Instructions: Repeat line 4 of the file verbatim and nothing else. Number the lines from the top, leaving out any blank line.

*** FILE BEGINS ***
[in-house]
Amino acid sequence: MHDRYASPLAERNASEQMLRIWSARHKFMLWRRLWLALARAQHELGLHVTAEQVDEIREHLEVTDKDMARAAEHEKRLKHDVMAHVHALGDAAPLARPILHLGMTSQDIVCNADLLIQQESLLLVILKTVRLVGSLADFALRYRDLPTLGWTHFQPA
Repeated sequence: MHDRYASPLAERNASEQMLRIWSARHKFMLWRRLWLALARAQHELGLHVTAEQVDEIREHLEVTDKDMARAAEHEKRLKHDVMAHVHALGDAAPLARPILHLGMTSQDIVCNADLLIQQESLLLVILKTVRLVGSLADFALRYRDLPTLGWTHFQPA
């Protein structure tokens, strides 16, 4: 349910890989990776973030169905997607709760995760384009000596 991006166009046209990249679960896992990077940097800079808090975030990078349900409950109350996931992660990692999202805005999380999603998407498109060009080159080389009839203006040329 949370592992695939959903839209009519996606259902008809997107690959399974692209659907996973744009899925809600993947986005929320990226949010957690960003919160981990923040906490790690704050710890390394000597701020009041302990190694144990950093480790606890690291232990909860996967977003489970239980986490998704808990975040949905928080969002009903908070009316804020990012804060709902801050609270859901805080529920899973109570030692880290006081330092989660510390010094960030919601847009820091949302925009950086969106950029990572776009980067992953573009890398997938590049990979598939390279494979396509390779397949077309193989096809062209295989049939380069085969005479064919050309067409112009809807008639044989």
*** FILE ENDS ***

């Protein structure tokens, strides 16, 4: 349910890989990776973030169905997607709760995760384009000596 991006166009046209990249679960896992990077940097800079808090975030990078349900409950109350996931992660990692999202805005999380999603998407498109060009080159080389009839203006040329 949370592992695939959903839209009519996606259902008809997107690959399974692209659907996973744009899925809600993947986005929320990226949010957690960003919160981990923040906490790690704050710890390394000597701020009041302990190694144990950093480790606890690291232990909860996967977003489970239980986490998704808990975040949905928080969002009903908070009316804020990012804060709902801050609270859901805080529920899973109570030692880290006081330092989660510390010094960030919601847009820091949302925009950086969106950029990572776009980067992953573009890398997938590049990979598939390279494979396509390779397949077309193989096809062209295989049939380069085969005479064919050309067409112009809807008639044989």